Multi-sample isoform quantification from RNA-seq. A. E. Byrnes1,2, J. B. Maller1,2, A. R. Sanders3,4, J. Nemesh2, T. Sullivan2, H. H. Göring5, J. Duan3,4, W. Moy3, E. I. Drigalenko5, P. V. Gejman3,4, B. M. Neale1,2 1) Analytic and Translational Genetics Unit, Massachusetts General Hospital, Boston, MA; 2) Broad Institute of MIT and Harvard, Cambridge, MA; 3) Department of Psychiatry and Behavioral Sciences, NorthShore University Health System, Evanston, IL; 4) Department of Psychiatry and Behavioral Neuroscience, University of Chicago, Chicago, IL; 5) Department of Genetics, Texas Biomedical Research Institute, San Antonio, TX.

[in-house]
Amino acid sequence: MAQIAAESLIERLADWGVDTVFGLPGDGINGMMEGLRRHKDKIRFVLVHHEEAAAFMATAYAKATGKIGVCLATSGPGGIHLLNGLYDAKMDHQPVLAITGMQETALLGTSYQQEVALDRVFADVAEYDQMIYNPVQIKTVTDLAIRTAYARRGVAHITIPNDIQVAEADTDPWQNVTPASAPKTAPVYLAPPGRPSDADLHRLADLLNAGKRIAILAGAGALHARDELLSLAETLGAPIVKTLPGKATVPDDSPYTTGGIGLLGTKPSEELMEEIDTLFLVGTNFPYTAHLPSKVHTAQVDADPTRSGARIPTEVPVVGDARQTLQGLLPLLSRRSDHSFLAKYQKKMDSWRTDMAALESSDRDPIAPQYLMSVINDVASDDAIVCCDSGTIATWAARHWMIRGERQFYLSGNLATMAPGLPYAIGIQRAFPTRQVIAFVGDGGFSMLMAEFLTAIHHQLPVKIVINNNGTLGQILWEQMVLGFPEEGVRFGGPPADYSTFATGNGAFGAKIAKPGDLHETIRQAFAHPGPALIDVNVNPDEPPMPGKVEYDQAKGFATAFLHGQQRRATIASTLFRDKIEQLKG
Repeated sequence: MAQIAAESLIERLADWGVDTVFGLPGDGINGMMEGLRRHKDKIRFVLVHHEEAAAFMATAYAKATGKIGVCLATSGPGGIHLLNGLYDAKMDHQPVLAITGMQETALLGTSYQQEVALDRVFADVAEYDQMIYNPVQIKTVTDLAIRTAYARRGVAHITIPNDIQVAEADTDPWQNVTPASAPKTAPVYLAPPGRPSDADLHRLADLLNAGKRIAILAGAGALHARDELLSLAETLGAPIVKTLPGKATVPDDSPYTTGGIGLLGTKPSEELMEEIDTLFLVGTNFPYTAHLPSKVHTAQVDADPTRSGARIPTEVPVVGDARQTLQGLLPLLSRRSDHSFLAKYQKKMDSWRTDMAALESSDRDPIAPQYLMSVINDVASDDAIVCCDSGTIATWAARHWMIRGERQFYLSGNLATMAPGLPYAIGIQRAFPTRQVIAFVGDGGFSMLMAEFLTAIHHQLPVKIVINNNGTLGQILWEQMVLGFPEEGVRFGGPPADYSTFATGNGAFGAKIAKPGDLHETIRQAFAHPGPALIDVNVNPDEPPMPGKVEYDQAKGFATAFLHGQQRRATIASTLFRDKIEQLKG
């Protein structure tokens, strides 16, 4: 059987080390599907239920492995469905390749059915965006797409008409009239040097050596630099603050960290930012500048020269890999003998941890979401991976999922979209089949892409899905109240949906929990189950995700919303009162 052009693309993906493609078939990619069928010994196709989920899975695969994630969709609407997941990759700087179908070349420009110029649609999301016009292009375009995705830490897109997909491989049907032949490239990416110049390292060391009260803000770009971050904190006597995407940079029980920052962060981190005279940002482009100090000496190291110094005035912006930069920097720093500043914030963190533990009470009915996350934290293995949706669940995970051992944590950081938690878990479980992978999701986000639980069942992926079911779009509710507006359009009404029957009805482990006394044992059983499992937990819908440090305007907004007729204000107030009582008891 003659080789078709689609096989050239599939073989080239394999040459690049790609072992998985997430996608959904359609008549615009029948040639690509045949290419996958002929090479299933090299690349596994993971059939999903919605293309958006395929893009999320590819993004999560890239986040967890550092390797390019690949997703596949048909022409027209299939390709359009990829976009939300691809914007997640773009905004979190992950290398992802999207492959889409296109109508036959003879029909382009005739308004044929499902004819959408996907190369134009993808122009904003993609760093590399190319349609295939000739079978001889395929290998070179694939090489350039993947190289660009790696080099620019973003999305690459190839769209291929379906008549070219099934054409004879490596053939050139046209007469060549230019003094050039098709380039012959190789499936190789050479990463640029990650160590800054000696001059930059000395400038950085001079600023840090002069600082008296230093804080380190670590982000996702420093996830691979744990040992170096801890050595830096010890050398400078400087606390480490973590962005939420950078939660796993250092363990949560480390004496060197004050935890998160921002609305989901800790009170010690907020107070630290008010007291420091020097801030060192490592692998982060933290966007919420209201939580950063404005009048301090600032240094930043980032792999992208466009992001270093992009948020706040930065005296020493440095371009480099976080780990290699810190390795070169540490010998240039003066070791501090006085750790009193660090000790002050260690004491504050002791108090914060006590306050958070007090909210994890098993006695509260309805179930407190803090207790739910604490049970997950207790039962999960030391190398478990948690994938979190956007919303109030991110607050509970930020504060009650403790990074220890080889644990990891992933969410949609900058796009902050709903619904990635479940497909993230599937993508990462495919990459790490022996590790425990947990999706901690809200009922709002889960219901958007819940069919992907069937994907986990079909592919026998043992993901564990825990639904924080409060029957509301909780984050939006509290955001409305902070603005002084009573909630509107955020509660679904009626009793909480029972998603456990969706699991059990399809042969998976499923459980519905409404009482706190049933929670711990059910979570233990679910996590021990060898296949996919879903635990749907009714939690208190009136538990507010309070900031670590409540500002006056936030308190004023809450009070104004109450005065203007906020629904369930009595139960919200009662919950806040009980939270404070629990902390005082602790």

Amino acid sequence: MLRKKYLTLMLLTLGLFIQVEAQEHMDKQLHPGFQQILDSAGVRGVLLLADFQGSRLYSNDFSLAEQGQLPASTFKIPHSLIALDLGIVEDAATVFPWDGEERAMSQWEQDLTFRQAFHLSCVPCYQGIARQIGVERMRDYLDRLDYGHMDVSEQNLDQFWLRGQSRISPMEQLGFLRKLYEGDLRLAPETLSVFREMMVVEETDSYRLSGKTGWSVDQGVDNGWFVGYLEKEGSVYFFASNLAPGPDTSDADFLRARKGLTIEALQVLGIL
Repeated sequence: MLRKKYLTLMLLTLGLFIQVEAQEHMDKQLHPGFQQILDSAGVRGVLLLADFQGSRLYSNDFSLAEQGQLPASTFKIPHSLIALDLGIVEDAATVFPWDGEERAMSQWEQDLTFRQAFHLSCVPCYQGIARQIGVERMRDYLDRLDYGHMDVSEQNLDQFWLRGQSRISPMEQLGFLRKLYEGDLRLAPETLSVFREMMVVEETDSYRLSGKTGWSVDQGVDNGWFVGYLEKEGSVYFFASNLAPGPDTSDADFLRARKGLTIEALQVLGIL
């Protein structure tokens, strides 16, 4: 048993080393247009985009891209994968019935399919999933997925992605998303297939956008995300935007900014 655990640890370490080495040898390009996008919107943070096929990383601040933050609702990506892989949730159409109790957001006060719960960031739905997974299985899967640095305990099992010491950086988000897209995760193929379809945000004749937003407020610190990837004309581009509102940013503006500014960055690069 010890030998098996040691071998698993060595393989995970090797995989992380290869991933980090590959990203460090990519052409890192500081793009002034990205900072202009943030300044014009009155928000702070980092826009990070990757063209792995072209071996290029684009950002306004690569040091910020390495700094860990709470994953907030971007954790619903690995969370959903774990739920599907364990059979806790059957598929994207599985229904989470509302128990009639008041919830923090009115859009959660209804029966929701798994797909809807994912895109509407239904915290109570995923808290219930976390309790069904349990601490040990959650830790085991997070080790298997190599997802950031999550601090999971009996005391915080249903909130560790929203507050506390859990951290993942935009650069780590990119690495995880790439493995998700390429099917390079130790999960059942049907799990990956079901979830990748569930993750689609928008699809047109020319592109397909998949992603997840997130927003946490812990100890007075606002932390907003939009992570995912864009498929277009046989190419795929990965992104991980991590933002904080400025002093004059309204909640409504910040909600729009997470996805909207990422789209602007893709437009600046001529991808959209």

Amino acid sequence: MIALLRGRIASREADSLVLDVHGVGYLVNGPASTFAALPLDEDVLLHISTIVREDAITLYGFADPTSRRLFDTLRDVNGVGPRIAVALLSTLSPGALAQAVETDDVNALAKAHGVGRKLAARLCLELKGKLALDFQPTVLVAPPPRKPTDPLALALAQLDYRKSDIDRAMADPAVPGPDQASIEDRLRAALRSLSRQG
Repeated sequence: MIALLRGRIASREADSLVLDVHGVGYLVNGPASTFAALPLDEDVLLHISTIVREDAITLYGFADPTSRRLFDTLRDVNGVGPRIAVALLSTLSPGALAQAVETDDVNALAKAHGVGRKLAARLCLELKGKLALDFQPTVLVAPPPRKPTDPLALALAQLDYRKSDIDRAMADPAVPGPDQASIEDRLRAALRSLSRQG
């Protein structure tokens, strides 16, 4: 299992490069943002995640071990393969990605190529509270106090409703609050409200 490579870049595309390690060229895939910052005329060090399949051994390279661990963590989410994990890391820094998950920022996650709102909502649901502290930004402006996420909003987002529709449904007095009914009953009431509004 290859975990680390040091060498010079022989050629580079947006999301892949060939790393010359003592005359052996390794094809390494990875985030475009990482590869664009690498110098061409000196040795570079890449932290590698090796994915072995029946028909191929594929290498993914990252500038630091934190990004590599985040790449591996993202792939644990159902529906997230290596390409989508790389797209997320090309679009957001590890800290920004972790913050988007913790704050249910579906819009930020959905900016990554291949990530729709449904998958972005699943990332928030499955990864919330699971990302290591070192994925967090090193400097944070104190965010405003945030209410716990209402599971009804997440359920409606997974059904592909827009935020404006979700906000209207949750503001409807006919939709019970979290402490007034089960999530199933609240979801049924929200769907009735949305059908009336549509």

Alternative splicing is critical for the regulation and diversity of the majority of human genes. (Wang et. al., 2008) The ability of a single gene to give rise to several diverse transcripts, and subsequently proteins, has been implicated in a wide range of processes and disorders from brain function to cancer proliferation. (David et. al., 2010; Blencowe, 2005) The recent advancements and price reduction in RNA-seq technologies presents an unprecedented opportunity to investigate splicing on a transcriptome-wide scale across many samples. However, the relatively short read-lengths do not provide perfect information as to which transcript isoforms are present. Here we present a systematic comparison between several existing methods for transcript assembly and quantification from RNA-seq data, including Cufflinks (Roberts, et. al., 2011), RSEM (Li and Dewy, 2011) and PSGInfer (LeGault and Dewy, 2013). We also propose a 2-step, multi-sample method for discovery and quantification of transcript isoforms (both known and novel) from paired-end RNA-seq data, while making use of a reference genome and any available annotation. Our method aims, first, to maximize information about splicing behavior by combining information from all aligned RNA-seq samples in order to construct a graph representing all possible transcripts, similar to approaches taken by PSGInfer and Cufflinks, but on all samples pooled together. In graph-building we weight each of the possible junctions between exons by the number of junction reads observed across all samples. We represent each isoform as a possible path through the graph and the use the weight of each edge as the initial probability in the following step. After constructing all likely isoforms from the data, we use the expectation-maximization algorithm to estimate their relative abundance, in addition to any known isoforms, similar to the methods applied in RSEM and eXpress. This second step allows us to specifically characterize the isoforms present in any individual and quantify their respective transcription for each sample separately. We will discuss the details of this method as well as the relative performance of all the above methods in real and simulated data. Our results have clear implications for the analysis of future work in alternative splicing.
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